Home News Chinese official, IO...

Chinese official, IOC on the defensive

Aug. 14, 2008, 6:08 a.m. (ET)

BEIJING (AP) A top Beijing organizing committee official again defended the IOC's decision to award the Olympics to Beijing, arguing the games allow foreigners to see China's three decades of rapid change.

BOCOG executive vice president Wang Wei usually limits himself to brief responses at the daily Olympic news conference. On Thursday, he offered a passionate, 3-minute defense after a British television journalist repeatedly asked International Olympic Committee spokeswoman Giselle Davies if organization was "embarrassed" about bringing the games to China.

Wang, sitting next to Davies, spoke up in a contentious news conference that centered on issues of press freedom, protests and British TV journalist John Ray, who was detained Wednesday trying to cover a pro-Tibet group's demonstration. An official from the spokesman's office of the Beijing Public Security Bureau said officers mistook him for an activist.

"During the bid I was the secretary general of the bidding committee," said Wang, who attended Rutgers University. "I was confronted with many questions about the opening up and reform of China. And I did say that the Olympic Games coming to China will help China to open up further and to reform."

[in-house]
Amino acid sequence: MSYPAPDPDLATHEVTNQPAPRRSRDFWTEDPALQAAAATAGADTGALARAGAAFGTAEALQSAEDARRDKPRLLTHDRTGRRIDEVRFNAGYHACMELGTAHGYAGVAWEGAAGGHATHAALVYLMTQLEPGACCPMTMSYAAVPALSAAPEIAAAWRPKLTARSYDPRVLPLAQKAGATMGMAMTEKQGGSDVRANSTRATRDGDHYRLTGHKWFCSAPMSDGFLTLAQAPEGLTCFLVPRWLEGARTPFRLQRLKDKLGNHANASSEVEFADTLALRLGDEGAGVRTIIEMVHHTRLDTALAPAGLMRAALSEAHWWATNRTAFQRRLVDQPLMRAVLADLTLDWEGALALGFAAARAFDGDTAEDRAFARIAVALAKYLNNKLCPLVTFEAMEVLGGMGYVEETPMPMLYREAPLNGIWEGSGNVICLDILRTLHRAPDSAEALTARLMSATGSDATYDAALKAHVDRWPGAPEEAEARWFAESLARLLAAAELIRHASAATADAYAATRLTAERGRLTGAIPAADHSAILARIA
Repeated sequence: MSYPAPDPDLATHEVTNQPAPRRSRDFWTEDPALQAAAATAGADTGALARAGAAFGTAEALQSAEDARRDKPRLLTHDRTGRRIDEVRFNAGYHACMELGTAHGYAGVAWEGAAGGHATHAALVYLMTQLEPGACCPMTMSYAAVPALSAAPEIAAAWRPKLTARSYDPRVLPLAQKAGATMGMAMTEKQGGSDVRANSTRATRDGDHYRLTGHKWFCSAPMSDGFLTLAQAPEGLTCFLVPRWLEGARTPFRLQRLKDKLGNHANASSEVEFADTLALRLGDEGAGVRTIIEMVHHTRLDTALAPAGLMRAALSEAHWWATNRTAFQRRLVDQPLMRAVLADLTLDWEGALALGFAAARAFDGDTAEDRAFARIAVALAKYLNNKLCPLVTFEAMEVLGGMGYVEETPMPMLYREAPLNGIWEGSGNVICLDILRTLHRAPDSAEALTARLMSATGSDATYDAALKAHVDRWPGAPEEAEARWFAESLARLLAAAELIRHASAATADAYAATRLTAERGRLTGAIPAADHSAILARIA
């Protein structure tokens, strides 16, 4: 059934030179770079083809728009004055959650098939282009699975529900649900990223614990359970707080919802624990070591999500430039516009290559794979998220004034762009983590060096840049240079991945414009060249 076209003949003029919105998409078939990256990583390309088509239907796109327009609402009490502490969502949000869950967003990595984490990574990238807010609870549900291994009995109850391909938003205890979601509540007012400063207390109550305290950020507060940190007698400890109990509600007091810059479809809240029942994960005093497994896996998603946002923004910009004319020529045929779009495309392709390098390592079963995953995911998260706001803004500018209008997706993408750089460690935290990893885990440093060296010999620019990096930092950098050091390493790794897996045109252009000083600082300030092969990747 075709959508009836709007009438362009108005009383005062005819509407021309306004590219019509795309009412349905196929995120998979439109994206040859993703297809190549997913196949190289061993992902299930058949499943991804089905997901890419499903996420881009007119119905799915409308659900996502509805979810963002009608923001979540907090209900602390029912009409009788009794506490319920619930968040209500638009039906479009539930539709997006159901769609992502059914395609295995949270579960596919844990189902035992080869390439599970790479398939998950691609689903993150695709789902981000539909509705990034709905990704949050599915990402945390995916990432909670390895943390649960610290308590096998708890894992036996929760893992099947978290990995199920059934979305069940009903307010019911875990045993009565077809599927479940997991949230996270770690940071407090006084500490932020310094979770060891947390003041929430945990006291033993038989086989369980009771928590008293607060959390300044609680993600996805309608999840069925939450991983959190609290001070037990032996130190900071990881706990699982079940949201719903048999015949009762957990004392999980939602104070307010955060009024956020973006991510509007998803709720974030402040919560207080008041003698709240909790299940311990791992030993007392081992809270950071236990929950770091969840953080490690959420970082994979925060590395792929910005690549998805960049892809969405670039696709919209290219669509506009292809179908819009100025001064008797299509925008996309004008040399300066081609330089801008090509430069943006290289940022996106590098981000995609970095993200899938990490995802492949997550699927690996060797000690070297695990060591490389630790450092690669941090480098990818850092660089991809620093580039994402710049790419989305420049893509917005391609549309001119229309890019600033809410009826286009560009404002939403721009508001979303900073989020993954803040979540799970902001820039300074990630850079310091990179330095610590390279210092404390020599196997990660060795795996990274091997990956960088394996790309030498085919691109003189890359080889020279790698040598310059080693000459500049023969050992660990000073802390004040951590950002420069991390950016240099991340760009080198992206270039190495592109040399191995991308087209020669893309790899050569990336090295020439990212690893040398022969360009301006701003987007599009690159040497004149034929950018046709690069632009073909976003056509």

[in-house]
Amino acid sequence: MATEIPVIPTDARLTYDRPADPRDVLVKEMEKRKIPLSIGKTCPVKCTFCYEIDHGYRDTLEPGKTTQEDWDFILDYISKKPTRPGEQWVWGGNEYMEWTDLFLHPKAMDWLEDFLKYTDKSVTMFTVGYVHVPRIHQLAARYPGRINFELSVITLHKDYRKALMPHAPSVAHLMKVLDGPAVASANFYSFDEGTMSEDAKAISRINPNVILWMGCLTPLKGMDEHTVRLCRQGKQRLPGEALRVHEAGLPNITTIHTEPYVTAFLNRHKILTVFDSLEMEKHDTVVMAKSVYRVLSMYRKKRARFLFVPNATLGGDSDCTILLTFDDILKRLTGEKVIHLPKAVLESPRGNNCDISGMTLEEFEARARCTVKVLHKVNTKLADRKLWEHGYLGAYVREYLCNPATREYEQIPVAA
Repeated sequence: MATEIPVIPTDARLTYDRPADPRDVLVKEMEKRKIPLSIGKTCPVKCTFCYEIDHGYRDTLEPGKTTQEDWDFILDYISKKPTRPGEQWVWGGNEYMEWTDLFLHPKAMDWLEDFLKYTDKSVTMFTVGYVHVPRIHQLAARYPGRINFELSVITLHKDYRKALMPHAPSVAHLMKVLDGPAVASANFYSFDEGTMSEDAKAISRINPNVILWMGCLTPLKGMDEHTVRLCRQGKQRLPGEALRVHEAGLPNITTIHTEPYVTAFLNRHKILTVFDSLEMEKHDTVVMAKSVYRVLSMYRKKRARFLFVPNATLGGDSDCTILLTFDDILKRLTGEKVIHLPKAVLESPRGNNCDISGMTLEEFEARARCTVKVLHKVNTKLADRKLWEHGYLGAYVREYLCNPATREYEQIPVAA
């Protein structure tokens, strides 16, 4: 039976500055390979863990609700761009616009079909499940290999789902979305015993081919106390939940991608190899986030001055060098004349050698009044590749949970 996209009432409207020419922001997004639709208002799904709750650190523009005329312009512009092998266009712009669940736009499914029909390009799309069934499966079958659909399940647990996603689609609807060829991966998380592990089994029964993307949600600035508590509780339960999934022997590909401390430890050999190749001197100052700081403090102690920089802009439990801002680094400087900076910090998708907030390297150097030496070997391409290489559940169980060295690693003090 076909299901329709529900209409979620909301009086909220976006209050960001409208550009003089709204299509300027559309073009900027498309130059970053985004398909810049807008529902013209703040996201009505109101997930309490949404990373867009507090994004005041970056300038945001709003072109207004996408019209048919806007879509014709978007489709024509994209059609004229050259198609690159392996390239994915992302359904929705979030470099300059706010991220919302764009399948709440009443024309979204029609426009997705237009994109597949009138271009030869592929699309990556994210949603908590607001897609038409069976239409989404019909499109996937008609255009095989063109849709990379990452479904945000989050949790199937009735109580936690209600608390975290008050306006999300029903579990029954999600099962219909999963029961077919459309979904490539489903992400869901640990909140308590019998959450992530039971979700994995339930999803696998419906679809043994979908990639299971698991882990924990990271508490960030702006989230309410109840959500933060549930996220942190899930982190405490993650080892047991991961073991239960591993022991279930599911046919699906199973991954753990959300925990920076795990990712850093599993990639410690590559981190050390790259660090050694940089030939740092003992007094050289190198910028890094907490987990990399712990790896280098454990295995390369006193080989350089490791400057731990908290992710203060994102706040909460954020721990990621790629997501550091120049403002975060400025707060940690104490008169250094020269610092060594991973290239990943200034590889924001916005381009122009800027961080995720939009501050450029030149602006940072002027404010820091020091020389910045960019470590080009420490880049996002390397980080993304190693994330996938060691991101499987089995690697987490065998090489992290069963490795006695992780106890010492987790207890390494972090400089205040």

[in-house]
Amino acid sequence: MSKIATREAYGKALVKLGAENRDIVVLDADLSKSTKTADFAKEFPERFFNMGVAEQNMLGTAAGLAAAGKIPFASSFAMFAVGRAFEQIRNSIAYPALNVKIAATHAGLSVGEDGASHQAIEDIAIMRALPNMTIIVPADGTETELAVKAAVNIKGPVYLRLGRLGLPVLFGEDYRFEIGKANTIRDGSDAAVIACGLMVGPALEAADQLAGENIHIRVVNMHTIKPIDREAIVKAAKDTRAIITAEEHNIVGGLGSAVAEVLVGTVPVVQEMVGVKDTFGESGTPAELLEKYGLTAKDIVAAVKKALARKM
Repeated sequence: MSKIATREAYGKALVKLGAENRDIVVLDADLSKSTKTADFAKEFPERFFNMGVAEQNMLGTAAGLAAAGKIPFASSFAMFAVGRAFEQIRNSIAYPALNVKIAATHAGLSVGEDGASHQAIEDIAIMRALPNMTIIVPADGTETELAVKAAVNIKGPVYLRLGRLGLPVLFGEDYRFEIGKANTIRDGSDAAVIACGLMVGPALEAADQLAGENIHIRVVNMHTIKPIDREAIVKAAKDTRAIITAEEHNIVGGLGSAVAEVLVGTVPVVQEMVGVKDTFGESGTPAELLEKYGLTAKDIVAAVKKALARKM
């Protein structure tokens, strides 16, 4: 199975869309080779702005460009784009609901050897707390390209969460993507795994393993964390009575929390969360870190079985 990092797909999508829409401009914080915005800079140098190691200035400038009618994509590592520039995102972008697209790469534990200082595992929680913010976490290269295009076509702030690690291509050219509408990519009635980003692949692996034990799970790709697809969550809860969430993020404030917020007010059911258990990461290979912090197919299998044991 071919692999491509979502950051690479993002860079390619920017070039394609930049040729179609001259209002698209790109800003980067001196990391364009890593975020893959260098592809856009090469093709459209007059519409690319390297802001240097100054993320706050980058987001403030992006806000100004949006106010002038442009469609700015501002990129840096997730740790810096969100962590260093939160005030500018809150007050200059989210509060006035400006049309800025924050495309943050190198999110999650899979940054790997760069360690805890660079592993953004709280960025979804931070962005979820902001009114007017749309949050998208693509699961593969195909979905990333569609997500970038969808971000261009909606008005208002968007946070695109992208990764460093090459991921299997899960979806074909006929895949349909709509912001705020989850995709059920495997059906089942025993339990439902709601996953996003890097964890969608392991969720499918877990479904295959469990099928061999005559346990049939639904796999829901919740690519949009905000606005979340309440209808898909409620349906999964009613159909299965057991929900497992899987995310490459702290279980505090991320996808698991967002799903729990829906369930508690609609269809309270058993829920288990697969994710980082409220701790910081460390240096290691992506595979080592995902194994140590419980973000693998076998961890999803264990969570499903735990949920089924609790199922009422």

China's authoritarian government and the IOC repeatedly have said the games would open the country to social change and stoke breakthroughs on religious freedom and the treatment of the country's minorities.

Wang said millions of Chinese are living better lives, but "of course there are exceptions like in any other country. Some people are not satisfied. That is true."

He said officials welcomed constructive advice.

"I think a few, a very few people, come here to speak, to be critical, to dig into the small details," Wang said. "To find fault. ... That does not mean we are not fulfilling our promise."

"I did not say that China will promise to do whatever with the games coming to China. I did not say that. But I say the games will open up the horizon about China. People will see better for themselves what China is like."